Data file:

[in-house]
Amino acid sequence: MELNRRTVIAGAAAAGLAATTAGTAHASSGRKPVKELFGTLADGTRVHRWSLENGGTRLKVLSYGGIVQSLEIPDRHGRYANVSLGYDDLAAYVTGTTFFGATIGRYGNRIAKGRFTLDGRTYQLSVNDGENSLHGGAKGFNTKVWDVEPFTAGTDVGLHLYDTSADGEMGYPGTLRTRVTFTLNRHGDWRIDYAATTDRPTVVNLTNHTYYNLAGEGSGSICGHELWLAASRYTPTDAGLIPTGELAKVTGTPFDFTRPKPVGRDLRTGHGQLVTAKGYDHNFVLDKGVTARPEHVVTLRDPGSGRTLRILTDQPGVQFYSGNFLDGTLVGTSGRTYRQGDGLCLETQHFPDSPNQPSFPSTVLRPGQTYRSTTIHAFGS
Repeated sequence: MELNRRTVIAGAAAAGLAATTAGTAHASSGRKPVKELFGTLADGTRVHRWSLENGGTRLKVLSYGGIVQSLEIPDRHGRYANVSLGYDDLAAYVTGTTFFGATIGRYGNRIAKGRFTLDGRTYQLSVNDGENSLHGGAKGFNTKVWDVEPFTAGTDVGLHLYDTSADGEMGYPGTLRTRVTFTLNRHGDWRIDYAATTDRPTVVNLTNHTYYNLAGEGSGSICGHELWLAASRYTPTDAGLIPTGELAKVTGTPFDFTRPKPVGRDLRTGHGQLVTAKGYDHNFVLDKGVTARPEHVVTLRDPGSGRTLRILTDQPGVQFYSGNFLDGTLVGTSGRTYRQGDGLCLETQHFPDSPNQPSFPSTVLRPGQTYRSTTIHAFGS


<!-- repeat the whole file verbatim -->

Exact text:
[in-house]
Amino acid sequence: MELNRRTVIAGAAAAGLAATTAGTAHASSGRKPVKELFGTLADGTRVHRWSLENGGTRLKVLSYGGIVQSLEIPDRHGRYANVSLGYDDLAAYVTGTTFFGATIGRYGNRIAKGRFTLDGRTYQLSVNDGENSLHGGAKGFNTKVWDVEPFTAGTDVGLHLYDTSADGEMGYPGTLRTRVTFTLNRHGDWRIDYAATTDRPTVVNLTNHTYYNLAGEGSGSICGHELWLAASRYTPTDAGLIPTGELAKVTGTPFDFTRPKPVGRDLRTGHGQLVTAKGYDHNFVLDKGVTARPEHVVTLRDPGSGRTLRILTDQPGVQFYSGNFLDGTLVGTSGRTYRQGDGLCLETQHFPDSPNQPSFPSTVLRPGQTYRSTTIHAFGS
Repeated sequence: MELNRRTVIAGAAAAGLAATTAGTAHASSGRKPVKELFGTLADGTRVHRWSLENGGTRLKVLSYGGIVQSLEIPDRHGRYANVSLGYDDLAAYVTGTTFFGATIGRYGNRIAKGRFTLDGRTYQLSVNDGENSLHGGAKGFNTKVWDVEPFTAGTDVGLHLYDTSADGEMGYPGTLRTRVTFTLNRHGDWRIDYAATTDRPTVVNLTNHTYYNLAGEGSGSICGHELWLAASRYTPTDAGLIPTGELAKVTGTPFDFTRPKPVGRDLRTGHGQLVTAKGYDHNFVLDKGVTARPEHVVTLRDPGSGRTLRILTDQPGVQFYSGNFLDGTLVGTSGRTYRQGDGLCLETQHFPDSPNQPSFPSTVLRPGQTYRSTTIHAFGS